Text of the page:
johnmacknewtown's insight:

The #1 recommendation of Newtown's Gun Safety Resolution calls for laws that prevent "known and suspected terrorists, those convicted of violent hate crimes and those with a history of domestic abuse from legally buying guns”.

(read "Newtown Township Passes Gun Safety Resolution After Emotional Student Testimony").

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Newtown Supervisors Approve Agreement that Will Allow Drive-through Starbucks at Village of Newtown

Newtown Supervisors Approve Agreement that Will Allow Drive-through Starbucks at Village of Newtown | News of Interest to Newtown Area Residents | Scoop.it

Brixmor Properties will be allowed to build a standalone drive-through Starbucks at the Village of Newtown West Shopping Center under a stipulation agreement reached between Brixmor and the township.

The supervisors voted 4-1 Wednesday night, June 27 to approve the agreement, in which the developer has agreed to meet a list of 13 conditions, including enhanced screening, provisions for safe pedestrian access and circulation including bollards, railings and other measures, and an escape lane to prevent backups at the drive-through.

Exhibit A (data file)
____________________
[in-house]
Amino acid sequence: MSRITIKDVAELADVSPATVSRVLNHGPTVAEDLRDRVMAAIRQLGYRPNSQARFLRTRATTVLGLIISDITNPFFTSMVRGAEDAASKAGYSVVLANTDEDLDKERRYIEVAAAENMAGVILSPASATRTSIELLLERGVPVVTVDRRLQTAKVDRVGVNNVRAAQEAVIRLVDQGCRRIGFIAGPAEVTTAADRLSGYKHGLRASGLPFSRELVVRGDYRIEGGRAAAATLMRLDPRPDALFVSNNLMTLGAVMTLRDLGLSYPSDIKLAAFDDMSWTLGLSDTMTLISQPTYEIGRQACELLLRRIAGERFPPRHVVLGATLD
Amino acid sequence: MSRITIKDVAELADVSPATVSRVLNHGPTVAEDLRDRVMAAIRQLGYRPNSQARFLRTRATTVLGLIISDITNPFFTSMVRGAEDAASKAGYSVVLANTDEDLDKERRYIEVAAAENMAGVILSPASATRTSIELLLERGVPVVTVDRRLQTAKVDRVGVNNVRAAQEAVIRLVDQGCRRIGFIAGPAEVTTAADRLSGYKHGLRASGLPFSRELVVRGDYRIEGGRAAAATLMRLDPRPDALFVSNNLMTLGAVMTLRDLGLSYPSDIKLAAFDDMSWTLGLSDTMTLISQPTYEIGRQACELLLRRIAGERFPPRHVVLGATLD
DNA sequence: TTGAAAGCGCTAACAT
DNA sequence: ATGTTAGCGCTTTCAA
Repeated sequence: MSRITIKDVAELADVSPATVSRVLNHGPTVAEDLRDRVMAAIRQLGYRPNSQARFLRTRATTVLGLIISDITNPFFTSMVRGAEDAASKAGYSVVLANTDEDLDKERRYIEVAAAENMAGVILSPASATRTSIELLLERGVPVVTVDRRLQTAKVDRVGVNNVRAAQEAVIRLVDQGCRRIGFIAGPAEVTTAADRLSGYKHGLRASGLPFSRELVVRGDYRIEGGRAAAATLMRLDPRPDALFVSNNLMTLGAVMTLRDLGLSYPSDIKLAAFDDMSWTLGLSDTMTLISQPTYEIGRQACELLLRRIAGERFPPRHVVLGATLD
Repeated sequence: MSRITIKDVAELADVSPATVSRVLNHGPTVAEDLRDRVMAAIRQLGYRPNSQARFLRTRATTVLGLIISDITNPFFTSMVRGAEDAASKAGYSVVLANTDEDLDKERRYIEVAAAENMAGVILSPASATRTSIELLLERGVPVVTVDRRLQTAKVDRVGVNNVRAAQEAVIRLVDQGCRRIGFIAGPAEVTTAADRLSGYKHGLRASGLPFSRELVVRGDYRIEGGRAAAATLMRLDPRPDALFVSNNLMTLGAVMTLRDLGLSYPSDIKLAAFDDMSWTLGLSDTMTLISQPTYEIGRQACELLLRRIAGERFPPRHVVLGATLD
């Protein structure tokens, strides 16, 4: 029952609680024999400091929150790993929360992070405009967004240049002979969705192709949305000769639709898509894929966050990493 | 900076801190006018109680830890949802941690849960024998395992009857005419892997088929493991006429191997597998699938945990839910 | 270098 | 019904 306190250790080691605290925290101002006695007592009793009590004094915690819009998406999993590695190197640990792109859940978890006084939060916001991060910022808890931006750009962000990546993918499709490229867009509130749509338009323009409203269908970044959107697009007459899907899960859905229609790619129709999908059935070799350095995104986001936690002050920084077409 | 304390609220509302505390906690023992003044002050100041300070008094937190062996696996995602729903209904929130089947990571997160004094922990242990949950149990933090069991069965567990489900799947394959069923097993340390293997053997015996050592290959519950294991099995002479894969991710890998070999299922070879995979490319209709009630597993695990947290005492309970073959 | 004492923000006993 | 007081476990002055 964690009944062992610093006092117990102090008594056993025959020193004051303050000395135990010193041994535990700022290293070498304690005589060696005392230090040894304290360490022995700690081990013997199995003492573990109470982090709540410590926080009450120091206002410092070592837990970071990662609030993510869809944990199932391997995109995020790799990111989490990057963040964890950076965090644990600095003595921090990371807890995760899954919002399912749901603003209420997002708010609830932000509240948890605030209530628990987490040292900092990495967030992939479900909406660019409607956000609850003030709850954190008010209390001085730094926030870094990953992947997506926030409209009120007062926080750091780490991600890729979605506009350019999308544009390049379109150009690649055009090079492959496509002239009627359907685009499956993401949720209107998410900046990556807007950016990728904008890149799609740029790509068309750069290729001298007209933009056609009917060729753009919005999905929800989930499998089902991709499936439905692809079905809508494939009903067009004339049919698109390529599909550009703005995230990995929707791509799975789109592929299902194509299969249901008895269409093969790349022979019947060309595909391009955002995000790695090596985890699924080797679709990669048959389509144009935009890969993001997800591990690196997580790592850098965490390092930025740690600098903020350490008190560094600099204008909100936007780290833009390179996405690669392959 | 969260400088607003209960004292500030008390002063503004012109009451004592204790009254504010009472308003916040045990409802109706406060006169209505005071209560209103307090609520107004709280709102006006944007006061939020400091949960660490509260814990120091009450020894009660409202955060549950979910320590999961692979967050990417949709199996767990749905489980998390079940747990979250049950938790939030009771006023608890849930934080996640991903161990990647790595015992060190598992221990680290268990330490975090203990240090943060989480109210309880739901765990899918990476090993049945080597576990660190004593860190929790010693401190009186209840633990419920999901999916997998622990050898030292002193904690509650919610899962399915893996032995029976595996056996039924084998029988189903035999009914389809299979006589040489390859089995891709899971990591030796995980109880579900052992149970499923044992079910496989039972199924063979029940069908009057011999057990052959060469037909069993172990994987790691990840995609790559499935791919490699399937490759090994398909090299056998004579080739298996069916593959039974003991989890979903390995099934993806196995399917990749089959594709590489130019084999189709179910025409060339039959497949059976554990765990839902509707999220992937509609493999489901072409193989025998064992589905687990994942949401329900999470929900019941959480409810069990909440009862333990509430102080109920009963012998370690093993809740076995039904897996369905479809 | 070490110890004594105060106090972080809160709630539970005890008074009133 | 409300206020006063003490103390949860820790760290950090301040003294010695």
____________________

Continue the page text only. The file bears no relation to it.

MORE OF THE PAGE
In May, the supervisors voted 5-0 to deny Brixmor conditional use approval for the freestanding coffee shop, which will be located in the easternmost end of the Village of Newtown West parking lot overlooking Eagle Road near Saladworks. It will be located next to a new pad site for Bank of America, which will be relocating as part of the redevelopment project.

The supervisors cited concerns over parking, traffic circulation and the impact the drive-through would have on the existing shopping center for their denial of the conditional use request.

After receiving a written decision from the township, the developer filed an appeal in Bucks County Court challenging the township’s decision. That appeal resulted in the stipulation agreement that appeared on Wednesday night’s agenda for action.